A Crimean parliament official said voters will be asked two questions: should Crimea be part of the Russian Federation and should Crimea return to an earlier constitution (1992) that gave the region more autonomy?

“If there weren’t constant threats from the current illegal Ukrainian authorities, maybe we would have taken a different path,” deputy parliament speaker Sergei Tsekov told reporters outside the parliament building in Crimea’s main city of Simferopol.

“I think there was an annexation of Crimea by Ukraine, if we are going to call things by their name. Because of this mood and feeling we took the decision to join Russia. I think we will feel much more comfortable there.”

I support the Ukrainian nationalists wholly, up to the point they aren’t being used as Kosher cat’s paws. But this Tsekov’s point is obvious. Russians want to be ruled by Russians. Man would choose to live under a like tyrant than a benevolent alien. This isn’t human nature; it’s nature.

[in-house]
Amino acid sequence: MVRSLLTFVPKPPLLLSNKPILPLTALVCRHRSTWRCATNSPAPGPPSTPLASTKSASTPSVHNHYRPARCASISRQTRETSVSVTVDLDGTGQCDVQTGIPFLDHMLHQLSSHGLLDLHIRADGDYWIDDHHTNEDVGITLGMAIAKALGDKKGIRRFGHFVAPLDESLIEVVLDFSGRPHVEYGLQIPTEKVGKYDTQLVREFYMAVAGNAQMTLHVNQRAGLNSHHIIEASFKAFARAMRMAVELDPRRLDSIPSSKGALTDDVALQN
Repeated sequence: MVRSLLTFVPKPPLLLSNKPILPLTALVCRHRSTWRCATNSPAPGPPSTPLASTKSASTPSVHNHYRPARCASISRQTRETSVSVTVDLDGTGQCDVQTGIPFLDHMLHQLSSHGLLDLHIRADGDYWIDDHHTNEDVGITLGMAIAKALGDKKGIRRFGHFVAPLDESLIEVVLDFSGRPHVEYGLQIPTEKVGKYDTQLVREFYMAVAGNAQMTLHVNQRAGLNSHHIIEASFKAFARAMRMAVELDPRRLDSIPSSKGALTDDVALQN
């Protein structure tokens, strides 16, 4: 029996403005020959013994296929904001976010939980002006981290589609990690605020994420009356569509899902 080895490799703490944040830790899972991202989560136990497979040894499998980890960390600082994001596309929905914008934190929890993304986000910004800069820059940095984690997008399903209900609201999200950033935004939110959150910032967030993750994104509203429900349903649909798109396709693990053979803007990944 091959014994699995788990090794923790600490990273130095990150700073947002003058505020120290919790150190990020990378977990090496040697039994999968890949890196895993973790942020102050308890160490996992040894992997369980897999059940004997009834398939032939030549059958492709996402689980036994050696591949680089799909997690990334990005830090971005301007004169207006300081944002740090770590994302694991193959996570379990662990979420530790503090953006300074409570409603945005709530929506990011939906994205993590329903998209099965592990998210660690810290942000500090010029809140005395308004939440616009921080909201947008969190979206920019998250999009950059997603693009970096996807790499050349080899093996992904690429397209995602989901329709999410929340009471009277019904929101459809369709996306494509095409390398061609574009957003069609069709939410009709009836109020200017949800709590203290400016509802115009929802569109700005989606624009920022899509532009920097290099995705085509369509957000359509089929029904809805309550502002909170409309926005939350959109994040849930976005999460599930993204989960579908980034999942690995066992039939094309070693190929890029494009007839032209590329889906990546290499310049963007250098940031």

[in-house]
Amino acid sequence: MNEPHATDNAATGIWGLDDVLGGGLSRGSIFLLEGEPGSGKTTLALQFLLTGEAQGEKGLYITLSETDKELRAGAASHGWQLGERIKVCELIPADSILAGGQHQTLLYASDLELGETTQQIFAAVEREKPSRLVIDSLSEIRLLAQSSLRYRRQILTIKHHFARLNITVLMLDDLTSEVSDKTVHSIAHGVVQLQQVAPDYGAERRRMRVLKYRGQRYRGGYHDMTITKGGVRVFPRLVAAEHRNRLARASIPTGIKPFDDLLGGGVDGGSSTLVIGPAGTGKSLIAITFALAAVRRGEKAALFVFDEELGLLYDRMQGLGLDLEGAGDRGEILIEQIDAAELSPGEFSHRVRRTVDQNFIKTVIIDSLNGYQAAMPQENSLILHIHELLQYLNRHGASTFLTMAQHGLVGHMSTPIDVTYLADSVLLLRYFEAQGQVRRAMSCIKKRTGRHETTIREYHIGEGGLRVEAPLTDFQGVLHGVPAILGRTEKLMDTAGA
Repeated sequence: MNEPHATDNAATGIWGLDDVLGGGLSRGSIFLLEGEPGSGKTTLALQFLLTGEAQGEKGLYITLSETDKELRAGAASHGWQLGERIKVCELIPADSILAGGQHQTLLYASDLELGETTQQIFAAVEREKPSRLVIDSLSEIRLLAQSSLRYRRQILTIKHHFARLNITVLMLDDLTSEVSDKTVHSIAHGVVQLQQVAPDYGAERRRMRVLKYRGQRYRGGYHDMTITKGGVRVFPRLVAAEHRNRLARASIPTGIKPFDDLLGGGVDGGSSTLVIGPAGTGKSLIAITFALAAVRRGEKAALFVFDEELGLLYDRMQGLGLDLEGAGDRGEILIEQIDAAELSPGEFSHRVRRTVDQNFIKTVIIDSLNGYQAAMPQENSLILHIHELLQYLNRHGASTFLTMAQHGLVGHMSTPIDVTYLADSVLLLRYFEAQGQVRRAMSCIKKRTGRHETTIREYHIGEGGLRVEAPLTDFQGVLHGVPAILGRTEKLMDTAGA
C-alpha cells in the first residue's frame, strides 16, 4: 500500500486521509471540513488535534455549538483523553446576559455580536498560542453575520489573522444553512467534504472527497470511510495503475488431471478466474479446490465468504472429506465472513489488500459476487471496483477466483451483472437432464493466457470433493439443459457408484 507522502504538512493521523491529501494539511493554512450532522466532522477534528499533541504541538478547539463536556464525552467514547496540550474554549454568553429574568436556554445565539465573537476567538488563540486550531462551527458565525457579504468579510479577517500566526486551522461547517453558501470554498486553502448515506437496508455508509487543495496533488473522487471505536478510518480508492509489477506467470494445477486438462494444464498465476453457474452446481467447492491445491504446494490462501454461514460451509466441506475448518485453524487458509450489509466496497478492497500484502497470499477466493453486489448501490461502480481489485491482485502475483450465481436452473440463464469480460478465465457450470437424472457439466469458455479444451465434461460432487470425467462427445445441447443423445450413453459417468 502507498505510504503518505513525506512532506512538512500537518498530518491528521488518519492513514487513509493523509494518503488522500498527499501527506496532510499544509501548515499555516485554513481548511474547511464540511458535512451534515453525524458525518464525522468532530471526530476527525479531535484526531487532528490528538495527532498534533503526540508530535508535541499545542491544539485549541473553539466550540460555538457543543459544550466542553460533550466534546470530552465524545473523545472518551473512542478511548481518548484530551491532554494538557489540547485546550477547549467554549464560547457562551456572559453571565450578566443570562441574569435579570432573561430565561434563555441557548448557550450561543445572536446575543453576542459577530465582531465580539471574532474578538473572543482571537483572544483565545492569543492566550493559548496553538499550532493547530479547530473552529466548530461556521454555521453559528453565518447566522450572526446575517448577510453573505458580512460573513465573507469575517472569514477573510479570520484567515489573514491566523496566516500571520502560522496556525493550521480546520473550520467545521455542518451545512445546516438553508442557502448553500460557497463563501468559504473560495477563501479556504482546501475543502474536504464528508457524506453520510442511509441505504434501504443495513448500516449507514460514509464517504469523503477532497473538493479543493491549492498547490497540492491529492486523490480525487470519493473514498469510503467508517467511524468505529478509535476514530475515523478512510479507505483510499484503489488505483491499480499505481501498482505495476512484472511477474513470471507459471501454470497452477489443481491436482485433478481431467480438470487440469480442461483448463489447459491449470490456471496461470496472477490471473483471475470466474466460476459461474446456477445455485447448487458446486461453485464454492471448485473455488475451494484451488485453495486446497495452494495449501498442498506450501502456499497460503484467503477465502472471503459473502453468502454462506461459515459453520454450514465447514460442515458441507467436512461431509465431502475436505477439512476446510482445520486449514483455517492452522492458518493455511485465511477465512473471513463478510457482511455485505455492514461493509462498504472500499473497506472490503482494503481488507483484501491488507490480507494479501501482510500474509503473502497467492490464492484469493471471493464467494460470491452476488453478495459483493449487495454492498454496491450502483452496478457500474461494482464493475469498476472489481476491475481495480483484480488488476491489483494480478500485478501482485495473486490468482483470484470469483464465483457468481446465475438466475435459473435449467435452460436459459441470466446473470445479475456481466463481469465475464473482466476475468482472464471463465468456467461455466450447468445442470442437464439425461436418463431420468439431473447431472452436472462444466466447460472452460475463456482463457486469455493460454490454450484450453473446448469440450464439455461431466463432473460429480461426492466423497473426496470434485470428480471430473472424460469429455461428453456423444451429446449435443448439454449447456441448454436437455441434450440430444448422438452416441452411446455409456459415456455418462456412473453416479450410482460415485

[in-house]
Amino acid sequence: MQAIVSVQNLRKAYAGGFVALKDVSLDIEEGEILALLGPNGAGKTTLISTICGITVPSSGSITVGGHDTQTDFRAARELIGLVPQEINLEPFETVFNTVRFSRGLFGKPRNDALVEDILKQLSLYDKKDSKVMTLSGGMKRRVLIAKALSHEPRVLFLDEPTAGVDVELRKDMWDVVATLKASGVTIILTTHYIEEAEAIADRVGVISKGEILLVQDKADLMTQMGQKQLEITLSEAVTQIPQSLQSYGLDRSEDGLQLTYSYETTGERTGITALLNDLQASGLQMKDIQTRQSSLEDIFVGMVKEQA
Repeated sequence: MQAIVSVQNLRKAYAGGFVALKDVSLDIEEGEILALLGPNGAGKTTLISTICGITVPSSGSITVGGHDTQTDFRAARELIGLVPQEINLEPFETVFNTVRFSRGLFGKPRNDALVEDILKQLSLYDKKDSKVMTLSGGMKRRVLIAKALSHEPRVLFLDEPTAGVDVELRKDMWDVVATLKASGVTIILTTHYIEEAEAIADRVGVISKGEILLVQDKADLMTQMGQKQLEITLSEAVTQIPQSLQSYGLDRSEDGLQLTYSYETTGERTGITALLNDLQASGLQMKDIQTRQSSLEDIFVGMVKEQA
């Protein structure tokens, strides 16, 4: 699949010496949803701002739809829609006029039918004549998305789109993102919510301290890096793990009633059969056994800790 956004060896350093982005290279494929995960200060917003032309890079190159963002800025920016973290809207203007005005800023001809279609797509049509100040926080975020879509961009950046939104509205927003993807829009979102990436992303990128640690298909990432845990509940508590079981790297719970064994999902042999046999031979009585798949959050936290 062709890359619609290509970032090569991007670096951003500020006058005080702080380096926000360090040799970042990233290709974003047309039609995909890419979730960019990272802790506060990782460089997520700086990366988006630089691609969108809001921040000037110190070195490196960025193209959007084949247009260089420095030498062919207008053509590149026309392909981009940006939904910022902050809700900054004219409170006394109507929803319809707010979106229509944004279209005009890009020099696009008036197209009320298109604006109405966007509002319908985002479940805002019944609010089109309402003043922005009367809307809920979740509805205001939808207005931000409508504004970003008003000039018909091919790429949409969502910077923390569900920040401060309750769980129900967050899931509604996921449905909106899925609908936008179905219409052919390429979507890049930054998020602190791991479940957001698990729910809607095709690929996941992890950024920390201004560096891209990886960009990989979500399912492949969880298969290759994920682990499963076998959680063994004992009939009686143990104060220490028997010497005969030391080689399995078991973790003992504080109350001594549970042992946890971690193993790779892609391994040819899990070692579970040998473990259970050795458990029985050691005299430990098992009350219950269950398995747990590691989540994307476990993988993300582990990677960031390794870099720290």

Earlier, Kerry also met his counterparts from Britain, Germany, Italy and France to discuss Ukraine and inform them of U.S. plans to sanction individuals and officials.

The White House said the order was “a flexible tool that will allow us to sanction those who are most directly involved in destabilizing Ukraine”

America is going to sanction those involved in destabilizing Ukraine. So does that mean the heat and water get shut-off in the State Department? Obama has his checking account frozen? Please. Turn the hypocrisy down. It’s just too loud.

The European Commission has announced an aid package of up to 11 billion euros ($15 billion) for Ukraine over the next couple of years provided it reaches a deal with the International Monetary Fund, entailing painful reforms like ending gas subsidies.

And there will soon be many other painful reforms coming to Ukraine.

But until then, there is just America…and its sacred reverence for Democracy.